Here, “Cobra Kai” manages to hit every emotional bucket it’s given. For far too long, Johnny and Daniel believe they’ve been running the world in which everyone else lives. All of their smack talk and, proxy fights and intimidation games have left Miguel hospitalized with a massive neck and spinal injury, something which angers Carmen (Vanessa Rubio) and also pits Daniel’s wife, Amanda (Courtney Henggeler), against her husband. The irony of the situation is that Carmen blames Johnny for Miguel’s behavior — despite the fact that Miguel showed Robby mercy during the fight, something Robby took advantage of. The revelation of Miguel’s honorable actions and his subsequent return to innocence is further hammered home in an emotional scene in the hospital where Johnny stands outside Miguel’s hospital room and suddenly gets a voicemail that Miguel left earlier for him, describing his recent “girl troubles”, asking Johnny if he’ll go out for a burger to discuss this stuff, man to man, a side of Miguel we haven’t seen in quite some time.
“No Mercy” is outstanding TV, if just a little muddled with its overall message. On the one hand, it’s great to see the students of Miyagi-Do besting their polar opposites in the big school fight. The mood, in the moment, is one of triumph and exalted fervor.. On the other, the episode doesn’t let us get too comfortable with that, leaving us with an ending that will have us counting the days until the third season is upon us..
OTHER THINGS THAT EXIST IN THIS DOJO
- There’s a lot to unpack after this episode. Let’s discuss the ending. (SPOILERS, CLICK AND SWIPE TO READ): Amanda has told Daniel that there isn’t going to be anymore Cobra Kai or karate rivalry between him and Johnny, much to Daniel’s chagrin. Johnny, meanwhile, goes back to his dojo to discover that Kreese is there with his students. One would think the last place they’d be is back at their karate dojo after the violence that went down but, nope, they’re all there. Kreese owns Cobra Kai now. He bought it out from under Johnny, leaving Johnny with nothing. After going drinking at the beach, Johnny tosses his cellphone into the beach sand and leaves…which is too bad, because he just got a friend request from his ex-girlfriend, Ali (absentee Elisabeth Shue). There are some insane fan theories online about this. Shue has HINTED at coming to “Cobra Kai” and I’m pretty sure she’ll end up on the show being that her character’s a surgeon…and Miguel’s in the hospital…see where I’m going here?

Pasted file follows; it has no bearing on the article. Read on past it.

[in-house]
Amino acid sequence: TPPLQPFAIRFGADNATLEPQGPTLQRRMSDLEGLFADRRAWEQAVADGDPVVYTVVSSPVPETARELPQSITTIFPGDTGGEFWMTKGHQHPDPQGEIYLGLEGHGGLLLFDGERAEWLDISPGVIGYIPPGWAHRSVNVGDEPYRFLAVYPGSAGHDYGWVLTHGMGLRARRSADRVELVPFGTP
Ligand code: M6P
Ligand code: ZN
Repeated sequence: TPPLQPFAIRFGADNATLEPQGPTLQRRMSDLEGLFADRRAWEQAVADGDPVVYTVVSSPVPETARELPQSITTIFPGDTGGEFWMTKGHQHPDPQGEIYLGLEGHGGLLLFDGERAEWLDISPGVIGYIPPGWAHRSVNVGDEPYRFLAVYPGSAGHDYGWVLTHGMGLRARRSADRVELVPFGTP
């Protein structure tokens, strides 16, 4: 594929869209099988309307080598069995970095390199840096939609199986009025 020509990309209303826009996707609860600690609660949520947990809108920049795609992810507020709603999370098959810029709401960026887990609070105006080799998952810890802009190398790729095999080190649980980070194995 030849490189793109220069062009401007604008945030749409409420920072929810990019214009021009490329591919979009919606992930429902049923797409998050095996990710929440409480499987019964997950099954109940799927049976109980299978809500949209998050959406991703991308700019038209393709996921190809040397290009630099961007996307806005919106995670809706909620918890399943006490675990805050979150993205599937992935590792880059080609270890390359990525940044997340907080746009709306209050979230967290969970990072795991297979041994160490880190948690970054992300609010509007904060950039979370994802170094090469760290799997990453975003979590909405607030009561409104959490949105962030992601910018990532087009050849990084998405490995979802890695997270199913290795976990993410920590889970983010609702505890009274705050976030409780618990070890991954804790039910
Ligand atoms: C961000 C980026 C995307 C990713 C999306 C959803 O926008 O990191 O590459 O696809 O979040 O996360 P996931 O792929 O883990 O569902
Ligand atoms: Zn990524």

- I love that Miguel found his conscience and then paid for it at the hands of somebody who ditched his. I love how that might play out as the show goes on. With Miyagi-Do seemingly closing down, does this mean Robby heads to Cobra Kai who is running, full steam ahead?
- More evidence that the episode (and show on the whole) was trying to make some sort of sociopolitical statement: there’s a quick shot of a book a student is shoving into their locker, entitled “Violence in America”.
- Johnny: “I couldn’t find you a Trapper Keeper. Are those still cool?”
Robby (confused): “I don’t know what that is…”
Johnny: “Yeah, the one with the fighter jet was awesome!”
AND still available to buy, apparently (https://www.ebay.com/itm/Trapper-Keeper-Notebook-1989-John-Maggard-Fighter-Jet-Plane-3-Ring-Binder-Mead-/333245104105?oid=283281906804)
- For the record, 1 minute and 20 seconds of the school fight is one, unbroken take. Pretty impressive, considering everyone had to get the choreography right.
- Stingray’s interview with the principal is any interview any virtually unqualified, yet hopeful, candidate has with a prospective employer, misplaced confidence and all. It’s a much-needed moment of levity right before the big battle.
- That’s it for me and “Cobra Kai”. Thanks for sticking around and reading my reviews week after week! I will be back next season!